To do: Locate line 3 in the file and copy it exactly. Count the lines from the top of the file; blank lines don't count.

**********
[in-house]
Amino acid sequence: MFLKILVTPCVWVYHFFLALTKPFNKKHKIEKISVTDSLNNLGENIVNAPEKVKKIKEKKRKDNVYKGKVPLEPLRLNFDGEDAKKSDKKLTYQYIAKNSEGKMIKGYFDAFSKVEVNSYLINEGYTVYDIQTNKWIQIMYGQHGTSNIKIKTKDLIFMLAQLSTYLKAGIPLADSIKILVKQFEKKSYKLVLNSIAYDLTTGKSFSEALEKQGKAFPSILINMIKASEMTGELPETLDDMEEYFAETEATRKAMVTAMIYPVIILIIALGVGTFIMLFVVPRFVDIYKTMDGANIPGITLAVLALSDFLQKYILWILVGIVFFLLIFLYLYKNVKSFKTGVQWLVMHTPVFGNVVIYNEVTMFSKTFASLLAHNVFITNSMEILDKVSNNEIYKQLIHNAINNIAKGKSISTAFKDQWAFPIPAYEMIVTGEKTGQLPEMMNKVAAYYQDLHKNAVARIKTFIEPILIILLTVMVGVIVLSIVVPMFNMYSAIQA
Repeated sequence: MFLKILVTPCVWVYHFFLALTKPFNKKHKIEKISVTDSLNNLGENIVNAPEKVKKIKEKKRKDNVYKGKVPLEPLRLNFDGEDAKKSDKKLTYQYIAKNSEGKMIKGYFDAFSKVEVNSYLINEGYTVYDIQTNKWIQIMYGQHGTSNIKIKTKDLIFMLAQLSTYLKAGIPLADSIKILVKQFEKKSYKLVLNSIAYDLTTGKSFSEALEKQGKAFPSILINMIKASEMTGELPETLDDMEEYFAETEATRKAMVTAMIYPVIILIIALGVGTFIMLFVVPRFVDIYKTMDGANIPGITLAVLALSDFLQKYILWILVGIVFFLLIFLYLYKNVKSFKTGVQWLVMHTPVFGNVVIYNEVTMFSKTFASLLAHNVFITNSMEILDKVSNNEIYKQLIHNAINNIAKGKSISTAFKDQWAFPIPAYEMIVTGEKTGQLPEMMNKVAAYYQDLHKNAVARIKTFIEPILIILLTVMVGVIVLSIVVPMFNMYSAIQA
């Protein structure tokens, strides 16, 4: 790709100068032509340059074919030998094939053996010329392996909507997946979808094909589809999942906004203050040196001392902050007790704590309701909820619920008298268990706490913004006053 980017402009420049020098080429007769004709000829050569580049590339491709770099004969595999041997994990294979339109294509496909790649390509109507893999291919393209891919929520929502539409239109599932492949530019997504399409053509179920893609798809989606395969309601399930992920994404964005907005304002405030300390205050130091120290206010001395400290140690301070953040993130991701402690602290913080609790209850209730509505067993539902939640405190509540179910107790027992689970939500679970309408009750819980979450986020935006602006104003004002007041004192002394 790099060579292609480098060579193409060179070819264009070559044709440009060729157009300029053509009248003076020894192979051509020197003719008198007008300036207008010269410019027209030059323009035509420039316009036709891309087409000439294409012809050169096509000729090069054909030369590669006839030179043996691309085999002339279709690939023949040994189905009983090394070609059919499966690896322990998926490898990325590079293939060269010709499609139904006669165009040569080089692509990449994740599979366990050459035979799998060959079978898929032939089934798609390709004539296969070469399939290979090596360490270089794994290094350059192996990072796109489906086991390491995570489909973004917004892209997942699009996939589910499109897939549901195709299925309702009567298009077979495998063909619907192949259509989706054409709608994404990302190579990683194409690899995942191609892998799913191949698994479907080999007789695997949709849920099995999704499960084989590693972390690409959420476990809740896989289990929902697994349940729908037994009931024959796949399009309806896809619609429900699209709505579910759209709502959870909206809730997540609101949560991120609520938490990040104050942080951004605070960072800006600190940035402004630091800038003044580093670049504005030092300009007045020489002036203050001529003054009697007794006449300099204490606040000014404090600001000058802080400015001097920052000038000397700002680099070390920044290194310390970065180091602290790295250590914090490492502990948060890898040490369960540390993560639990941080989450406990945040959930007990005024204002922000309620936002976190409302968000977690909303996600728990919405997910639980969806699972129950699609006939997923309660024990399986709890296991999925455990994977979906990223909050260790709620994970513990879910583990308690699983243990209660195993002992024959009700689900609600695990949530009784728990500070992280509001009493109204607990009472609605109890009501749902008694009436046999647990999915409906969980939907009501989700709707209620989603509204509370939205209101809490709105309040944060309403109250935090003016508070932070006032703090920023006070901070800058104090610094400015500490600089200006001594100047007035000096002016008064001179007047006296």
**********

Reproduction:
Repeated sequence: MFLKILVTPCVWVYHFFLALTKPFNKKHKIEKISVTDSLNNLGENIVNAPEKVKKIKEKKRKDNVYKGKVPLEPLRLNFDGEDAKKSDKKLTYQYIAKNSEGKMIKGYFDAFSKVEVNSYLINEGYTVYDIQTNKWIQIMYGQHGTSNIKIKTKDLIFMLAQLSTYLKAGIPLADSIKILVKQFEKKSYKLVLNSIAYDLTTGKSFSEALEKQGKAFPSILINMIKASEMTGELPETLDDMEEYFAETEATRKAMVTAMIYPVIILIIALGVGTFIMLFVVPRFVDIYKTMDGANIPGITLAVLALSDFLQKYILWILVGIVFFLLIFLYLYKNVKSFKTGVQWLVMHTPVFGNVVIYNEVTMFSKTFASLLAHNVFITNSMEILDKVSNNEIYKQLIHNAINNIAKGKSISTAFKDQWAFPIPAYEMIVTGEKTGQLPEMMNKVAAYYQDLHKNAVARIKTFIEPILIILLTVMVGVIVLSIVVPMFNMYSAIQA